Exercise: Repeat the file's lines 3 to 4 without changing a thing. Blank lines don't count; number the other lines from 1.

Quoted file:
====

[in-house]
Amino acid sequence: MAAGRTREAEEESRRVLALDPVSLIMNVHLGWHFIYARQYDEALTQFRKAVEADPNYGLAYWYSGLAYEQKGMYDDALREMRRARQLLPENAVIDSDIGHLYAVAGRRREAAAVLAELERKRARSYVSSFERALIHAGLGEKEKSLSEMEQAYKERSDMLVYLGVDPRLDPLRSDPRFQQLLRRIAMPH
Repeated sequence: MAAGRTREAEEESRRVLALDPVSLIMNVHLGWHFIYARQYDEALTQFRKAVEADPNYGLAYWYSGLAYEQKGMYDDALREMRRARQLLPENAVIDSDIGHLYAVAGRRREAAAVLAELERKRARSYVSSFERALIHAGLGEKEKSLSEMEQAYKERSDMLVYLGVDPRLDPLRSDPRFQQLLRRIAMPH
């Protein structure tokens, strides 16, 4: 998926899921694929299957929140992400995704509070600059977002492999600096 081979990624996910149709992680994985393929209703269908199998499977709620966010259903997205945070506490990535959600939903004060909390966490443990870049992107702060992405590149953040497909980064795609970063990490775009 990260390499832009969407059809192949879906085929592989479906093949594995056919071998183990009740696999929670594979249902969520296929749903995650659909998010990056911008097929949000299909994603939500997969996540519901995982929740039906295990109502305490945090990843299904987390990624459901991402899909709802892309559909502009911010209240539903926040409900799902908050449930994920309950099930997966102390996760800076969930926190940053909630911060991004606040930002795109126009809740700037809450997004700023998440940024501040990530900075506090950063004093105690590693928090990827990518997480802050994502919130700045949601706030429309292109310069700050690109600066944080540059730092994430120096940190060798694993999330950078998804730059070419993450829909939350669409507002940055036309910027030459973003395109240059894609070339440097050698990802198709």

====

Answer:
Repeated sequence: MAAGRTREAEEESRRVLALDPVSLIMNVHLGWHFIYARQYDEALTQFRKAVEADPNYGLAYWYSGLAYEQKGMYDDALREMRRARQLLPENAVIDSDIGHLYAVAGRRREAAAVLAELERKRARSYVSSFERALIHAGLGEKEKSLSEMEQAYKERSDMLVYLGVDPRLDPLRSDPRFQQLLRRIAMPH
């Protein structure tokens, strides 16, 4: 998926899921694929299957929140992400995704509070600059977002492999600096 081979990624996910149709992680994985393929209703269908199998499977709620966010259903997205945070506490990535959600939903004060909390966490443990870049992107702060992405590149953040497909980064795609970063990490775009 990260390499832009969407059809192949879906085929592989479906093949594995056919071998183990009740696999929670594979249902969520296929749903995650659909998010990056911008097929949000299909994603939500997969996540519901995982929740039906295990109502305490945090990843299904987390990624459901991402899909709802892309559909502009911010209240539903926040409900799902908050449930994920309950099930997966102390996760800076969930926190940053909630911060991004606040930002795109126009809740700037809450997004700023998440940024501040990530900075506090950063004093105690590693928090990827990518997480802050994502919130700045949601706030429309292109310069700050690109600066944080540059730092994430120096940190060798694993999330950078998804730059070419993450829909939350669409507002940055036309910027030459973003395109240059894609070339440097050698990802198709």